pole buildings clad them with rusting scraps of corrigated metal.
(The guy down the road built his small barn on two large planks that
he calls skids. Since he says he can move it around it can’t
assessed as a permanent out building. While I admire his ingenuity,
I’d still like to see him try and move
it——apparently, the pig
farmer never took him to task.)
paying property taxes, I
made a mental note: What would it take to convert the loft into an
apartment should my parents ever become feeble and need a place to
live? It would be easy to keep tabs on them as I have to go out there
twice a day anyway to tend to the chickens. I wonder how much
conniving it would take to get my father to sign over his social
security checks? ......
floor can hold two
cars (or, a tractor and a car), and still leave room for storage and
farm implements. But right now, the area is occupied with perhaps the
most important implement on the entire homestead. It’s seen
use than the splitting mall,, the roto tiller, and the drill press
combined; and it’s the reason we built the damn thing in the
place--or at least why we put in 12 foot ceilings. Our
table is a real beauty. It has a heavy 3/4 inch composite surface,
and half the table folds upright so I can practice by myself, and
it’s on wheels so it can be rolled away to one day make room
summer, my brother
came out and helped me run the power and water. I had been avoiding
that task for over two years. Even now, the place isn’t
wired and the water line is capped and sticking out of the ground. I
should at least finish the trench and bring the line inside to a
freeze—free spicket before Christmas.
Subconsciously, I’m reluctant
to finish the barn. I think that I fear abandonment. The barn has a
workshop, a chicken coop, and a Ping—Pong table. I can go up
loft--and I might even add a cupola—-and look out over the
and listen to the birds sing and the frogs croak and the squirrels
chatter and the ducks light on the pond. The barn has everything, and
I fear I might just go out there and stay. What would Lisa and the
children think? What if company came over and asked where I was and
one of my sons contemptuously rolled his eyes and replied,
Dad’s out in the barn.”? What if I missed dinners
and holidays, and my children grew up and moved away all while I was
out putzing in the barn? And I don’t think that Lisa would
conjugal visits over sets of table tennis. No. I’m going to
proceed carefully with this whole pole barn business. I had no idea
that it could have such major ramifications on my psyche.
The MLT is
working with several
other organizations to counter Western Michigan University’s
attempt to develop the Lee Baker Farm into an industrial research
park. Ken Dahlberg is writing a proposal for public hearing on the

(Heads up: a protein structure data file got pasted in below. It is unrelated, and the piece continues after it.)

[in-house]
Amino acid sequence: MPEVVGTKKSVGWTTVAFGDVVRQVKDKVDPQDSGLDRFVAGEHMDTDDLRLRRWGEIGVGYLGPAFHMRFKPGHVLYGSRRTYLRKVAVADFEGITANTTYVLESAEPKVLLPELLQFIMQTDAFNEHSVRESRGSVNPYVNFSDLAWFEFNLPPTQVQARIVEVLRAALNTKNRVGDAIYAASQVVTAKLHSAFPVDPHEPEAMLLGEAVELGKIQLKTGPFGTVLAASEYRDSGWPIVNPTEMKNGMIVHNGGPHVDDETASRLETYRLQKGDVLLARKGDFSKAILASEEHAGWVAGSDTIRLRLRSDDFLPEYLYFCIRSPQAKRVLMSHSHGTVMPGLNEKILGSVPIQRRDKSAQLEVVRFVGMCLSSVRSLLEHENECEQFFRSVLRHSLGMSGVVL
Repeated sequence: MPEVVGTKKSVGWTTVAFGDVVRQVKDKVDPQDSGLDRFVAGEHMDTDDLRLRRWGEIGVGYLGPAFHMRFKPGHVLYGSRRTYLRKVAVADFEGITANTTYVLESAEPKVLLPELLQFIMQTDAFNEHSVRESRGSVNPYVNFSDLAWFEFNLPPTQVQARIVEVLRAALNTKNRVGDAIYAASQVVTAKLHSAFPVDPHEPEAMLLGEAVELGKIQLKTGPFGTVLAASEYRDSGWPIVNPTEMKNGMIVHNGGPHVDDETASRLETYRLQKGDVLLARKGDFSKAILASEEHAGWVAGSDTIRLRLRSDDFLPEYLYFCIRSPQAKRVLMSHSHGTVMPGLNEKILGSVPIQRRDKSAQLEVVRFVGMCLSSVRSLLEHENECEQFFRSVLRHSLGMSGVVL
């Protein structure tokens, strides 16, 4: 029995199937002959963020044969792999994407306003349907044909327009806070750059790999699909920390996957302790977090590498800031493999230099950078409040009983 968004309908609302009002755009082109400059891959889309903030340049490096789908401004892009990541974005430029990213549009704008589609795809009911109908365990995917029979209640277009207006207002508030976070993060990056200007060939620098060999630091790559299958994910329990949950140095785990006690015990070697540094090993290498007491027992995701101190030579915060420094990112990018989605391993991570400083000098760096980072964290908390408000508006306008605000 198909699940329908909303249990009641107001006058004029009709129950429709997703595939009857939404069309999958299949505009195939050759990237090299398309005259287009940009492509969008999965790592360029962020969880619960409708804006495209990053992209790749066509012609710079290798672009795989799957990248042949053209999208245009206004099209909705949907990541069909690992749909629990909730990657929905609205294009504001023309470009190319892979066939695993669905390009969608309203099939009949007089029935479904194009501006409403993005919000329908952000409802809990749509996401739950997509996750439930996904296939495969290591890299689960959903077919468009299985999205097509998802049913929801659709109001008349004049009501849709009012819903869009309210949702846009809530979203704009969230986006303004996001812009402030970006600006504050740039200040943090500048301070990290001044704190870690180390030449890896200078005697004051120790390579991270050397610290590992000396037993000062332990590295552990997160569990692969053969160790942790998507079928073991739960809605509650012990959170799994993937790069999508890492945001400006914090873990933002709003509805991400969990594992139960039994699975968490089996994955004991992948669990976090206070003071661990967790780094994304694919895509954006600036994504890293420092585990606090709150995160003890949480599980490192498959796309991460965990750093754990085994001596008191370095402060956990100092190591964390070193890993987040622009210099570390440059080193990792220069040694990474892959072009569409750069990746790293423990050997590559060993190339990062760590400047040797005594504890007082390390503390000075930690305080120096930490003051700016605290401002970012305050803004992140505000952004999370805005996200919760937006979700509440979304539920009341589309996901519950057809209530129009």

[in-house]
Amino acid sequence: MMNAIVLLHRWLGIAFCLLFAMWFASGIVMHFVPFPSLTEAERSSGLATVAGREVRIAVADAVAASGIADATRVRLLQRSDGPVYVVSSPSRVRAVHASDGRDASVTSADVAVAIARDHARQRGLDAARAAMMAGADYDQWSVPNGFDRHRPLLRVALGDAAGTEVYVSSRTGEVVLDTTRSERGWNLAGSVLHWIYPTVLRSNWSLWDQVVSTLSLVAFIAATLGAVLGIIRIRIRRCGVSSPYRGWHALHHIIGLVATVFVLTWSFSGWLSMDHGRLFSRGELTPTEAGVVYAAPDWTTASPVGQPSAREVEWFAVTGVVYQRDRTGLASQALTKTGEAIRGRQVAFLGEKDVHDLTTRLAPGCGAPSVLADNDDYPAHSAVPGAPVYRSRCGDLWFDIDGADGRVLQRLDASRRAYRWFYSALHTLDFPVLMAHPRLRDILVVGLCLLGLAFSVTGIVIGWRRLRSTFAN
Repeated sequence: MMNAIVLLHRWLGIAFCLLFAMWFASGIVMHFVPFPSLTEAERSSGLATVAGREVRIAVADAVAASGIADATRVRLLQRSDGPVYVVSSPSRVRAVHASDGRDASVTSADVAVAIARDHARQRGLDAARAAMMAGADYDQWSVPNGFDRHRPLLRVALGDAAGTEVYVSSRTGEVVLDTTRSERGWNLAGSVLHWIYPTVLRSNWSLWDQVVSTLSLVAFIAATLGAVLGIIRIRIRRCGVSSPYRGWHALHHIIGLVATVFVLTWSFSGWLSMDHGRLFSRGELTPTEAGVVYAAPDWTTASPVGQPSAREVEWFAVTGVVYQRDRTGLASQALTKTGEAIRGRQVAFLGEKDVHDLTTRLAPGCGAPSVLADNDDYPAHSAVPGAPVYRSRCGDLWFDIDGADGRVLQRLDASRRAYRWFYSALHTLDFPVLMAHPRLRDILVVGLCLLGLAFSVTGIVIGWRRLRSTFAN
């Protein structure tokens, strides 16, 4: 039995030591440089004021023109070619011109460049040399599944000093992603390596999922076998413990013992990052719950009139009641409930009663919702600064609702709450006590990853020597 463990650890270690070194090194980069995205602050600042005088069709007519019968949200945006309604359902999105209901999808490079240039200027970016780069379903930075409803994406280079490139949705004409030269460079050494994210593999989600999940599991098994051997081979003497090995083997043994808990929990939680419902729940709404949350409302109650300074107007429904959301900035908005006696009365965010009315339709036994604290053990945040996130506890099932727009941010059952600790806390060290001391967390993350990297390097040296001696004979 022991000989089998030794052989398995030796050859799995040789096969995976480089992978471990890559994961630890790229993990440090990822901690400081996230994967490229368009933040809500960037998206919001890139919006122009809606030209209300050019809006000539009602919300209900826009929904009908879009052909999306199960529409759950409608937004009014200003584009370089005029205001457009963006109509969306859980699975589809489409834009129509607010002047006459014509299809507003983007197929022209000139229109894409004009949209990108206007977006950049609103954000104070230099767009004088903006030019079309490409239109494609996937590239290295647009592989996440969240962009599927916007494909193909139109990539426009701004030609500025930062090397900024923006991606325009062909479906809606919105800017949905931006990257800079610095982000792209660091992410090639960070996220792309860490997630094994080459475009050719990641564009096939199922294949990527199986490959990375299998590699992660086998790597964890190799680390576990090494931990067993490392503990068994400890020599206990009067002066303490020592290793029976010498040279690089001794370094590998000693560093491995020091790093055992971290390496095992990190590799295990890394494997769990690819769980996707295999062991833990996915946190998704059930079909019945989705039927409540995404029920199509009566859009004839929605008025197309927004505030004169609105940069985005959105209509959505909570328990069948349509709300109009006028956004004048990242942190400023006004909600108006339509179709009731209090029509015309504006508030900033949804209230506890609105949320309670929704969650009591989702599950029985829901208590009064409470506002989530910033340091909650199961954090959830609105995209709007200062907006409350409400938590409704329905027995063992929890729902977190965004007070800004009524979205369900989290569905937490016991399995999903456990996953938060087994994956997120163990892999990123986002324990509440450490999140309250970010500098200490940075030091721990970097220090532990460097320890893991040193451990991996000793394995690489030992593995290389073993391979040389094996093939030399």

necessity of zoning lands as a renewable resource and green space.
Currently, he is searching for model ordinances throughout the United
States. The University is eager to sell off the land for development.
Scrutiny shows that the project has a number of flaws that would
adversely affect the preservation of nearby Asylum Lake. A detail of
of Directors efforts will be forthcoming in the next newsletter.
Maynard Kaufman reports that LETS
membership is slowly increasing and that soon it
will be self-sufficient. Community feedback appears to be positive
what with the favorable press coverage and member
input. Recently, I received a couple of letters from
former board member,Swan Sherman-Huntoon, currently
of Durham, North Carolina. Swan’s comments included reference
the last newsletter: “I’m writing you from the
in Valle Crucis, NC, which is near Boone. Rhonda and I are attending
a contra dance. My guess is that contra dancing must be one of the
last active expressions of the choral dance tradition of Western
Civilization. Live music and [an] area packed with people all moving
in the same pattern while the wooden barn floor bows and sways to the
rhythm... Anyway, the sum of the canning effort cannot be derived by
counting full Mason jars——every time a quart of
tomatoes is put
up, an angel gets its wings. The Harmonic Convergence will begin when
a critical mass of Mason jars has been filled and sealed. The folks
contra dancing at the Apple Barn know this and express it with every
stamp of their feet.” (I didn’t have the heart to
tell Swan that
blight wiped out our tomatoes, so we didn’t can any this
fact, a lot of people told me it was a rough year for tomatoes.)
The next newsletter will come out when the next newsletter comes out.
Thoughts, comments, poems and essays and personal updates are always
welcome. Also, for some of you it’s time to renew your
membership. The minimum fee is still only five dollars and I’d be
willing to float you a loan. Happy Holidays.